There are many types of historic pond. Some pond types are far better researched than others. Fish ponds, for example, are often well documented. Marl pits, on the other hand, are incredibly common in some parts of the country, yet little is known about them. Analysis of the 2500 records including the term ‘pond’ in the National Monuments Record (NMR) for England and Wales indicates that the majority (89%) fall into two classes: ‘fishponds’ and unspecified ‘ponds’.
The remaining 11% of records are largely made up by pond bays, dewponds, ornamental ponds, decoy ponds, ducking ponds and mast ponds During the winter, supplying fresh food was a constant struggle. Although meat would be available from deer parks, this couldn’t supply the needs of the whole household. A fish pond provided an elegant solution. If there was a natural flow of water into the pond, fish required no feeding and were available all year round. There would usually be a series of ponds, with fish being moved between them as they grew.
At Hampton Court, the elaborate Tudor gardens are no longer recognizable today, having been replaced by later monarchs. However, Chapel Court holds a recreated Tudor garden, complete with green and white striped fencing (Tudor colours) and heraldic beasts on poles. The current court, which is still in use today, was built during the reign of Charles I. Continuing the garden walk, one will come across the sunken gardens. These were originally fish ponds where Wolsey kept his stock of fish and prawn. They were in such demand that Anne Boleyn wrote a letter to the Cardinal in 1528 asking for some fish to be sent to her.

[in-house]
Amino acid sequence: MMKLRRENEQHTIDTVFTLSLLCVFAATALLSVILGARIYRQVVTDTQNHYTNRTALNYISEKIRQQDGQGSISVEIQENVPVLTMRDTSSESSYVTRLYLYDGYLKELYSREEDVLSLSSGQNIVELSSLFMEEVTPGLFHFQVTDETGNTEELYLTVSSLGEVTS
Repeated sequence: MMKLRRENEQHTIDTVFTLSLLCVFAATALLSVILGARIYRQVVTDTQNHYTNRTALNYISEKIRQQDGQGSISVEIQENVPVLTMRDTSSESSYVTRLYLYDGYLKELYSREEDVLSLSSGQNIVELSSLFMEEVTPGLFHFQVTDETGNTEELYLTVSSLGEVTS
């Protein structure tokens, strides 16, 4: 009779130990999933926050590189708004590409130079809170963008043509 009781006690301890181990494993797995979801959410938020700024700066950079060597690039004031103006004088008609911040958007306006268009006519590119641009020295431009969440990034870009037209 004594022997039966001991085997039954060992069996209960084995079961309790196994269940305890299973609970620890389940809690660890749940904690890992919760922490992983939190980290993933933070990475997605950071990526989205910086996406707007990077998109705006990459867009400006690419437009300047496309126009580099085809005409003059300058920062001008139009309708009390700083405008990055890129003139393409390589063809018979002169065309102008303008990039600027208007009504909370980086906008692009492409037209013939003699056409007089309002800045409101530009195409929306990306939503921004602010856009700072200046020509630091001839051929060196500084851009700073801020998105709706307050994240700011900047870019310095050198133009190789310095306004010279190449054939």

Fish ponds and stew ponds (where fish were purged of muddy water before cooking) were necessary to ensure a regular supply of protein during the many fast days of the Christian calendar. Today, their original walls remain but have been converted into “sunken” gardens. In Bushy Park, Charles I, in 1638 ordered a canal to be dug from the River Colne at Longford to Hampton Court Palace. Cromwell was responsible for the digging of ponds to stock with fish and to cater for the new sport of angling. As well as feeding the new ponds, this waterway serviced the circular basin and fountain terminating today’s ‘Chestnut Avenue’, and was later diverted by Lord Halifax into a high pond at Upper Lodge to feed his ornamental cascade.
The fountain and statue of Diana by Le Sueur were placed in the basin in the centre of the round pond later. A less regal but equally interesting example is Marney’s Pond outside the pub of the same name in Esher. At one time there were some 16 ponds in the area, which were mostly let by the lord of the manor for fishing rights, part of the rent being paid in the fish netted. This one is named from a family who for many years carried on a timber business in the yard opposite.
Holly Cottages, in one of which the family lived, were demolished in 1967 after being declared unfit by the local council. The woodyard was quite a sight, with the timber stacked roof high. Mrs. Marney was the last person to exercise the right to graze animals on the nearby common.